06:45, October 27 129 0 theguardian.com

2020-10-27 06:45:03
Amy Coney Barrett’s appointment is a wake-up call for female voters

The pandemic and its collateral economic crisis have illustrated like never before that women are the backbone of America. Before Covid-19, women made up more than half the workforce, nearly two-thirds of minimum-wage workers, and the majority of caregivers. One in three jobs held by women has been designated as essential. Right now, millions of women are pulling off an impossible balancing act: working while trying to keep their families safe and healthy during a terrifying time. Others have lost jobs, have had their wages or hours cut, and more than 800,000 women have left the workforce.

This crisis is disproportionately burdening women, especially women of color. They need immediate relief, but instead of solving this crisis, Donald Trump and Senate Republicans have focused on one thing: pushing through a supreme court nominee who wants to take away healthcare for millions and strip away rights women have had for decades. And they’re doing it against the will of the majority of Americans, who believe that voters should decide who makes the next appointment to the court.

When Trump announced Amy Coney Barrett as his pick, Republicans rushed to portray her as a worthy successor to justice Ruth Bader Ginsburg, a lifelong champion of women’s rights and democracy. They pointed to Barrett’s “woman” credentials: namely, that she’s a mother of seven. Women across the country, however, know what’s at stake. On the campaign trail, then-candidate Trump promised to appoint justices who would overturn Roe v Wade. Throughout her confirmation hearings, Barrett refused to say whether she would uphold access to safe abortion, birth control, or fertility treatment. When it comes to the future of reproductive rights, her silence speaks volumes.

It’s not only Roe v Wade that’s on the line under a Barrett court. Paid leave, affordable childcare, equal pay, voting rights, racial justice, and LGBTQ+ equality are in jeopardy. And with arguments on the Affordable Care Act slated for 10 November, Barrett may have the chance to repeal critical health care protections in the middle of a pandemic. At a time when we’ve just passed the grim threshold of 8 million Americans infected with Covid-19 and more than 225,000 dead, making it harder to get healthcare is the last thing we should be doing.

It’s outrageous that an impeached president who lost the popular vote can install a supreme court justice who would gut the Affordable Care Act despite majority support for the law – a law that made it so that women can no longer be charged more for health coverage because of our gender, or denied insurance because of a pre-existing condition such as breast cancer. It’s equally outrageous to see Republican senators prioritizing this bad-faith confirmation process despite their failure to pass a desperately-needed coronavirus relief bill. But none of this is surprising. Barrett’s nomination is part of a broader effort by the extreme right to allow minority views to rule over the will of the majority of Americans – in this case, women.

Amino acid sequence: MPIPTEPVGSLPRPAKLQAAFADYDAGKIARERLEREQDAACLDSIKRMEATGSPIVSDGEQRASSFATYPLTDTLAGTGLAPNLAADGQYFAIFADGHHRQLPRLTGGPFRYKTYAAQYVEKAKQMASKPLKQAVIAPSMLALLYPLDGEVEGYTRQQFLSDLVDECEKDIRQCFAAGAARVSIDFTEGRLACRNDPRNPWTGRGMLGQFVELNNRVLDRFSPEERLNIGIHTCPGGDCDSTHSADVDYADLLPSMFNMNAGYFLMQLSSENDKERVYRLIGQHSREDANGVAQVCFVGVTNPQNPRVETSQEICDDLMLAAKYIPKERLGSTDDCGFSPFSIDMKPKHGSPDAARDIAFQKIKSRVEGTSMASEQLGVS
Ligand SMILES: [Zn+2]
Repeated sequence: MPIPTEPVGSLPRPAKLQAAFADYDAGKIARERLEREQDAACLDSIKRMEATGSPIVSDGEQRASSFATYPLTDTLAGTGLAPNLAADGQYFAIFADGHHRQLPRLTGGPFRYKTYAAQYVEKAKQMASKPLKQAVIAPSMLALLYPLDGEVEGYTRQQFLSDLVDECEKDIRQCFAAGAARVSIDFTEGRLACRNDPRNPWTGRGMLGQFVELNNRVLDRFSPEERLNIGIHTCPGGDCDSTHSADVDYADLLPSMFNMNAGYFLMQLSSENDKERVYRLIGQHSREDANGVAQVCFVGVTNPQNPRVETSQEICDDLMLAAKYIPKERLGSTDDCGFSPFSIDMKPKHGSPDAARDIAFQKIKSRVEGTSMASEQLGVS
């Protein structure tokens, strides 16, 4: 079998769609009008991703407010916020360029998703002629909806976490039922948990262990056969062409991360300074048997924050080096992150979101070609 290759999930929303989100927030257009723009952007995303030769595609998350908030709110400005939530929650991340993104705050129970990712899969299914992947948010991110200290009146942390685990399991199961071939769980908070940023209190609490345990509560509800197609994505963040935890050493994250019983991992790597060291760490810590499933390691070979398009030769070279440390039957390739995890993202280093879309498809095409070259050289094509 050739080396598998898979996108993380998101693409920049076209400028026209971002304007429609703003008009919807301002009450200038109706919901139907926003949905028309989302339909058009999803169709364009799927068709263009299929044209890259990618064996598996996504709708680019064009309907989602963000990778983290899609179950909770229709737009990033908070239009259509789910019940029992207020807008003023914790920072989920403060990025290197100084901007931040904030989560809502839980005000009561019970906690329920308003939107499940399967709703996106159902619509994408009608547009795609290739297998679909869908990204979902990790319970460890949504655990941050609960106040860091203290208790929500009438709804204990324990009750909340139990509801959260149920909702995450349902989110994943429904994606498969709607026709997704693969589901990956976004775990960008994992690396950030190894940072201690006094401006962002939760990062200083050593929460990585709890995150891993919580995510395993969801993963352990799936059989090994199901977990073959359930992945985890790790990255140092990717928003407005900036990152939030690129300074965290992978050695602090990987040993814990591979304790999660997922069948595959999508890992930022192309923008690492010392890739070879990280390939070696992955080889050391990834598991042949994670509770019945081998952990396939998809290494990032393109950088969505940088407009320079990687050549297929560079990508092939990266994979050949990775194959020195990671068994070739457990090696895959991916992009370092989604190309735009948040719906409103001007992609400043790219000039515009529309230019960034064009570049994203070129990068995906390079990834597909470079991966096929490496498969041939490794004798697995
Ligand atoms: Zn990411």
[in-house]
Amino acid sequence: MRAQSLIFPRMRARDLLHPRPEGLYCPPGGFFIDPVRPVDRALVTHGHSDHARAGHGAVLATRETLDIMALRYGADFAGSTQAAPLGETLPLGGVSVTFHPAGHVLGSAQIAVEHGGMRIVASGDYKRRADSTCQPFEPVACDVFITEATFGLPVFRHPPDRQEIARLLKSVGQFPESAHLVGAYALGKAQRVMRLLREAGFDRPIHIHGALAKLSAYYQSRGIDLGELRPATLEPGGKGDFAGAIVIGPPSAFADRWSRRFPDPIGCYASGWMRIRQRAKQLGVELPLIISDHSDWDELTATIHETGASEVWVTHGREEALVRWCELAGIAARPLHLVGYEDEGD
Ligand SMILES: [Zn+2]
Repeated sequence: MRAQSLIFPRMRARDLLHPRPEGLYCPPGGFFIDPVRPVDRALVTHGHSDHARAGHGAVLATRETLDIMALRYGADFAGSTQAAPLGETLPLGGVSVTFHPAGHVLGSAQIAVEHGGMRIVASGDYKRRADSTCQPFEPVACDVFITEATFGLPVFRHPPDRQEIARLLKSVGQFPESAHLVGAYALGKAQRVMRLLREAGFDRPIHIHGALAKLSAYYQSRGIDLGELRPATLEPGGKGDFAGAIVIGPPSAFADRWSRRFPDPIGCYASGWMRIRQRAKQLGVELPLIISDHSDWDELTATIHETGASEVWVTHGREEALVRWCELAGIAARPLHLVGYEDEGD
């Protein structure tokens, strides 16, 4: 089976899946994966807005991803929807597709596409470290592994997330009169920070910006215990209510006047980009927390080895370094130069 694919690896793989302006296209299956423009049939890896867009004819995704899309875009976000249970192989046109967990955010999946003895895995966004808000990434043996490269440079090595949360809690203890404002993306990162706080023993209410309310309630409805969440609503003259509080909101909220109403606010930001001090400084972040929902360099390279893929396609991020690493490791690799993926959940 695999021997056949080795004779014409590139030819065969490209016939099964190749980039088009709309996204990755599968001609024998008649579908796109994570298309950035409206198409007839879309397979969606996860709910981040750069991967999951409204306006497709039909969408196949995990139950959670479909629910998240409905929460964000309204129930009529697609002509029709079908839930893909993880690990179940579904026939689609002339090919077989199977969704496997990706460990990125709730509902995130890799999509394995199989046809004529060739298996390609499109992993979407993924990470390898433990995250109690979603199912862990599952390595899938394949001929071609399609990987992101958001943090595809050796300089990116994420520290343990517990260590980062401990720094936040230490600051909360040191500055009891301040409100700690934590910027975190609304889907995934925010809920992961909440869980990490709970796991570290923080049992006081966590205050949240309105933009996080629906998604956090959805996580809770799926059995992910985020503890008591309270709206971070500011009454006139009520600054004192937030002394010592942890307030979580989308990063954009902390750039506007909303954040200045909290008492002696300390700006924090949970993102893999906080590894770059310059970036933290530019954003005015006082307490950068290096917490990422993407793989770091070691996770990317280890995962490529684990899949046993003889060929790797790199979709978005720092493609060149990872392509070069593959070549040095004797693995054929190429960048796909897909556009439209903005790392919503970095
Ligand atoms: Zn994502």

Women have been the majority of voters in every national election since 1964, and we represent the majority of mail-in ballots and early votes heading into November. Over the last four years, we have shown our political force by marching for women’s rights and Black lives, volunteering for causes, and donating to campaigns. We are a supermajority, and we should have the undivided attention of every elected official in this country. But we don’t, and that’s because deliberate efforts to undermine our democracy have created a system that’s less and less responsive to the needs of the people, especially women.

Make no mistake: the tidal wave of female voters and the record number of women elected to Congress in 2018 have been possible not thanks to our political system, but despite it. Supreme court decisions to allow unlimited corporate money in elections, gut the Voting Rights Act, and refuse to address partisan gerrymandering all make it harder for women, especially women of color, to run for office, let alone vote. Barrett, who has proudly touted herself as an “originalist” in the mold of Antonin Scalia, will cement a court that’s even more hostile to our democracy.

If Joe Biden wins this November, he should prioritize reforms that will make our democracy fairer and more accountable to the will of the people, including women. That starts with depoliticizing the court, strengthening voting rights, and reducing the influence of money in politics.

A single supreme court justice confirmed by a group of Senators acting against our wishes shouldn’t have this much power. We, the people – and we, the supermajority of women – should determine the direction of the country. And the best way to do that is for those of us who believe in reproductive freedom, affordable health care, LGBTQ+ rights, and voting rights to show up in droves for this election. We should vote like our lives depend on it, because they do.

  • Cecile Richards is the co-founder of Supermajority and the former head of Planned Parenthood

  • Legendary Watergate reporter Bob Woodward will discuss the Trump presidency at a Guardian Live online event on Tuesday 27 October, 7pm GMT. Book tickets here